There was no provision for imprisonment. Consequently, a convicted person was not an expense on the public. He was not thrown into the association of other criminals where, through frustration because of lost freedom and lost human dignity, he could become easy prey to the suggestions of fellow prisoners. There were no degrading, demoralizing, filthy prison life and no brutal guards to inflict cruel and unusual punishments. As a consequence, the man who had committed a crime had a far greater opportunity for rehabilitation.
Why No Law Code Can Bring Righteousness
While the law that God gave to Israel was good, wholesome, just and superior to the laws of the nations today, and while it did in a measure deter crime, did it actually eliminate crime in Israel? No. Does this mean that no code of laws can do away with crime—that obedience or righteousness cannot be legislated into people? Or that neither lenient nor severe enforcement will ever bring about a world in which crime does not exist? Yes, it does. Certainly if a law given by God (who wrote the basic Ten Commandments with his own “finger”) cannot accomplish righteousness, no man-made laws could have that result. (Ex. 31:18) Then, is there any hope for a crime-free world?
To consider that question let us first look into the purpose of the Mosaic law. The apostle Paul, before becoming a Christian, was a student under one of Israel’s best law teachers and was very zealous for the law’s strict enforcement. He wrote to Christians: “Why, then, the Law? It was added to make transgressions manifest, until the seed should arrive to whom the promise had been made.” (Gal. 3:19) The Law, by designating the various wrongs that all men commit, made manifest that all are sinners and cannot live up to a perfect law. As Paul went on to say: “Really I would not have come to know sin if it had not been for the Law; and, for example, I would not have known covetousness if the Law had not said: ‘You must not covet.’”—Rom. 7:7; Ex. 20:17.
Regardless of how a person lived—not stealing, not committing adultery or murder or any of the specially named violations—he could not say that he never coveted or desired anything wrong. Therefore he knew that he was a sinner. But the Law did good for him, because it made him see that neither he nor anyone else could live up to any law code.—Rom. 3:10-20.
So the fact that sin is in all mankind makes all humans imperfect, all naturally disobedient. However, someone may say, ‘Though all are sinners, some are quite law-abiding, so how does this mean that lawlessness cannot be abolished?’ The sinfulness that is in us, and that we pass on to our offspring, is far worse than we imagine. The Bible, with the actual evidence—a nation that was under Mosaic law for some 15 centuries—tells us. The apostle, speaking to his Christian associates, says: “When we were in accord with the flesh, the sinful passions that were excited by the Law were at work in our members that we should bring forth fruit to death.” (Rom. 7:5; 1 Cor. 15:56) According to this statement the various commandments of the Law, forbidding certain wrong acts, incited people to do these very things.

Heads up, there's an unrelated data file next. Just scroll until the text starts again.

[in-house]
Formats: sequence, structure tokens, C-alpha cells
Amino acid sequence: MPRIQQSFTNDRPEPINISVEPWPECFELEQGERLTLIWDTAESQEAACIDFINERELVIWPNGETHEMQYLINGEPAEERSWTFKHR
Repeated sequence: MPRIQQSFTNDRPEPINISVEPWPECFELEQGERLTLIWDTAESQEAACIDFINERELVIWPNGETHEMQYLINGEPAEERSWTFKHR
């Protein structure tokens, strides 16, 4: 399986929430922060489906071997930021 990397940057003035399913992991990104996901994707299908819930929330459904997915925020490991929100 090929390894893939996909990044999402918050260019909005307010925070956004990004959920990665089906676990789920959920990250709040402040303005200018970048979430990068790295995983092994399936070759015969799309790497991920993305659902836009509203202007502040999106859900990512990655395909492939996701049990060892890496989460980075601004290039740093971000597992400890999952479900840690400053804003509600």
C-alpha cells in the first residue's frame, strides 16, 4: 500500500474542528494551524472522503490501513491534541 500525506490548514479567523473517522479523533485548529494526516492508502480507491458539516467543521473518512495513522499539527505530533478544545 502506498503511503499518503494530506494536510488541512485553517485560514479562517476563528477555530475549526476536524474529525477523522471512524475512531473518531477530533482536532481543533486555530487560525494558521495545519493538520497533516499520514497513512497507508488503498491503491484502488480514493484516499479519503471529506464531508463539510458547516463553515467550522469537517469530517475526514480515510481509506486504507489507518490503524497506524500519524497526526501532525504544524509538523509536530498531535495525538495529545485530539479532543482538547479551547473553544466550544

Was the Law therefore bad, or is it bad to have law today? By no means! The apostle explains: “Did, then, what is good become death to me? Never may that happen! But sin did, that it might be shown as sin working out death for me through that which is good; that sin might become far more sinful through the commandment. For we know that the Law is spiritual; but I am fleshly, sold under sin.” (Rom. 7:13, 14) Does this not show us how deeply ingrained we are with sin? Is it not an evidence to us of our sinfulness that we are so contrary and so inclined to disobedience, yes, to rebellion, that when told by authority not to do something that will work out bad for us, this is just what we want to do, though perhaps we had not thought of it before?
Criminologist Jerome H. Skolnick of the University of California at Berkeley highlighted this tendency of humankind when he said: “Not everyone reveres criminal law, or not in the same way. By passing a law we may even make the prohibited conduct more popular.”
This shows why world governments cannot eradicate crime through law. Where, then, is the hope?
[Chart on page 9]
(For fully formatted text, see publication)
LEGISLATED PUNISHMENTS FOR CRIMESa
Death Life 5 Yrs. Prison,
Imprisonment to Life
Murder (Willful, 13 1 5
Murder (Not willful, 3 16
Imprisonment 2 Yrs. Prison,
Rape 3 16
Imprison- Up to 4 to 10 Yrs. From a Strokes
ment, Life Imprison- Fine (Flogging)
Death to Death Imprison- ment to 10
Robbery† 1 2 5 11
Theft 1 1 16 1
a Survey of 19 countries.
†While “theft” is a broader term, “robbery” refers to stealing from the person or in the immediate presence of a person by violence or threat of violence.
[Picture on page 11]
The Mosaic law proved that no imperfect human could perfectly keep a law code